NEWS
June 6, 2014 | By Chris Brennan
DEMOCRATIC and Republican committee people who won posts in the primary election 17 days ago will soon elect ward leaders, but a few protesters want to call a halt until their complaints are investigated. The aggrieved spoke of primary polling-place harassment and electioneering during a hearing yesterday called by City Commissioner Stephanie Singer . This Airing of Grievances - sadly, with no Seinfeldian feats of strength or Festivus pole - stirred a dozen people to march from the City Hall courtroom, where Singer sat as judge, to District Attorney Seth Williams ' office across the street.
SPORTS
April 14, 2014 | By Bob Ford, Inquirer Columnist
The public relations tour of Temple president Neil D. Theobald, which has been a train wreck in the last four months as the school clumsily dismantled some of its core varsity sports programs, took another wide turn last week when Theobald essentially accused the Eagles of extortion during lease negotiations between the school and its football stadium landlord. "They clearly believe we do not have a viable option," Theobald told the Chronicle for Higher Education on Wednesday, when he dropped a story that claimed the Eagles are demanding a doubling of the current rent and what amounts to a $12 million signing bonus for a lease extension that would take effect in 2018.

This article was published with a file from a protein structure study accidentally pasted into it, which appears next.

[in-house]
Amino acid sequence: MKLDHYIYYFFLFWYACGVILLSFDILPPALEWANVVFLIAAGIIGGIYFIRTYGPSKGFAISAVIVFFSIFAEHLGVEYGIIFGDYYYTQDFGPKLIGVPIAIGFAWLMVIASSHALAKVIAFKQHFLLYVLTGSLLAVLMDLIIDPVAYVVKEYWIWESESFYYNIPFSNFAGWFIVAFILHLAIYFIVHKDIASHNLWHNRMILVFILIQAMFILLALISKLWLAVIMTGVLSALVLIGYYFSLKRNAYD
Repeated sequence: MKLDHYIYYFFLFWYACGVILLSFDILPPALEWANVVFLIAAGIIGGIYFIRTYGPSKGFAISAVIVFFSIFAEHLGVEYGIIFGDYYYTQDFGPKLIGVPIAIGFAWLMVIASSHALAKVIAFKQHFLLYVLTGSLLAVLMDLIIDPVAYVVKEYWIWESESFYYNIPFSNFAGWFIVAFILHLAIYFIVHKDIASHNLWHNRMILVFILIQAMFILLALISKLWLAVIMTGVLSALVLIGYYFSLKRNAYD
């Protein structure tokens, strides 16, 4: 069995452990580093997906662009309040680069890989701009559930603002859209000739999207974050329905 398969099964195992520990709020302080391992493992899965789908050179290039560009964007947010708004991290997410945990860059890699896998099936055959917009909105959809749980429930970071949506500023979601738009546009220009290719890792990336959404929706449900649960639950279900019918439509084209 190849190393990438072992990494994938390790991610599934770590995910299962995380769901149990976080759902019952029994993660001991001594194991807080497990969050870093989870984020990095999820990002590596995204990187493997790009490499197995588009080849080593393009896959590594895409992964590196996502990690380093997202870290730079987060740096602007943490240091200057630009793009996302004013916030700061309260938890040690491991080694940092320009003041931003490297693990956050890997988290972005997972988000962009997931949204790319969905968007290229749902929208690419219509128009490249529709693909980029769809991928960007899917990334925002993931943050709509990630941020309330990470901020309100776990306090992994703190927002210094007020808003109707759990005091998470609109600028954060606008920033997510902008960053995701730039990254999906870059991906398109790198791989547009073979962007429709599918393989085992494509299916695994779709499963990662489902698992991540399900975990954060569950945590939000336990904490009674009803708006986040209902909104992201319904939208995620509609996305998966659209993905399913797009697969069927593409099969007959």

FOOD
March 14, 2014 | By Anna Herman, For The Inquirer
Irish heritage is not required to enjoy a great, easy, St. Patrick's Day-inspired meal. My mid-March tradition of planting peas outside while a corned beef brisket and cabbage simmer away on the stove may come simply from living in East Coast cities with Irish-American friends and neighbors. This cold, dreary spring may not allow for outdoor planting on St. Patrick's Day, but you can be sure we'll be eating corned beef. Corned beef is not only delicious, it is extremely easy to prepare at home.